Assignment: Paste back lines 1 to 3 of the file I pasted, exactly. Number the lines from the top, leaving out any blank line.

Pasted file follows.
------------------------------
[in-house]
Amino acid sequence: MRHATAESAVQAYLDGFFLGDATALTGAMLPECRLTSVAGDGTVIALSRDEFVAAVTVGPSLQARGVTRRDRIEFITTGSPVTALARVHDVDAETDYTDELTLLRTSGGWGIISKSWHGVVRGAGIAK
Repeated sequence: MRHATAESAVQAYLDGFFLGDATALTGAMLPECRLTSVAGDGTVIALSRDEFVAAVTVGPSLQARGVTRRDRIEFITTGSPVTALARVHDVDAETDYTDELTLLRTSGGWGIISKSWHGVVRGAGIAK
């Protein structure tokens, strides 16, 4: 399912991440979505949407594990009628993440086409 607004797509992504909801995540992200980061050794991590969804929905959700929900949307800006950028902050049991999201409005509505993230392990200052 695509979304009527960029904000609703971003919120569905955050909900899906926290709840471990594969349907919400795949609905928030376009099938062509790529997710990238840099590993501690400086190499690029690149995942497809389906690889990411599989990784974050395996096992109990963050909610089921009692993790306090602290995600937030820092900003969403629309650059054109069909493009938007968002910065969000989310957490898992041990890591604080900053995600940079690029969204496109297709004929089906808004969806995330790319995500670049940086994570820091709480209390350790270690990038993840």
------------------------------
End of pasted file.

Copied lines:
[in-house]
Amino acid sequence: MRHATAESAVQAYLDGFFLGDATALTGAMLPECRLTSVAGDGTVIALSRDEFVAAVTVGPSLQARGVTRRDRIEFITTGSPVTALARVHDVDAETDYTDELTLLRTSGGWGIISKSWHGVVRGAGIAK
Repeated sequence: MRHATAESAVQAYLDGFFLGDATALTGAMLPECRLTSVAGDGTVIALSRDEFVAAVTVGPSLQARGVTRRDRIEFITTGSPVTALARVHDVDAETDYTDELTLLRTSGGWGIISKSWHGVVRGAGIAK